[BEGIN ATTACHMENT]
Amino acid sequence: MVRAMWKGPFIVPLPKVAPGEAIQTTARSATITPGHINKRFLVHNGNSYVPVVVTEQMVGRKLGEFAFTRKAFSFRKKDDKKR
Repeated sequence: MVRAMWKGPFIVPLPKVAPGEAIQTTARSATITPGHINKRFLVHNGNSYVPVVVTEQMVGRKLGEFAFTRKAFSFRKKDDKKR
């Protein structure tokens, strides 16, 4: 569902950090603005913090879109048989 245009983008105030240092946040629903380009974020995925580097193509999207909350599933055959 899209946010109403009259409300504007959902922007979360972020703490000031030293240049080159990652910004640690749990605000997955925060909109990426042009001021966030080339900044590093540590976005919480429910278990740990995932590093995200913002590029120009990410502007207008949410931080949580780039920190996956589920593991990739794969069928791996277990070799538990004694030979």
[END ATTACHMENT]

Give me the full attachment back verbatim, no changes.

Amino acid sequence: MVRAMWKGPFIVPLPKVAPGEAIQTTARSATITPGHINKRFLVHNGNSYVPVVVTEQMVGRKLGEFAFTRKAFSFRKKDDKKR
Repeated sequence: MVRAMWKGPFIVPLPKVAPGEAIQTTARSATITPGHINKRFLVHNGNSYVPVVVTEQMVGRKLGEFAFTRKAFSFRKKDDKKR
């Protein structure tokens, strides 16, 4: 569902950090603005913090879109048989 245009983008105030240092946040629903380009974020995925580097193509999207909350599933055959 899209946010109403009259409300504007959902922007979360972020703490000031030293240049080159990652910004640690749990605000997955925060909109990426042009001021966030080339900044590093540590976005919480429910278990740990995932590093995200913002590029120009990410502007207008949410931080949580780039920190996956589920593991990739794969069928791996277990070799538990004694030979």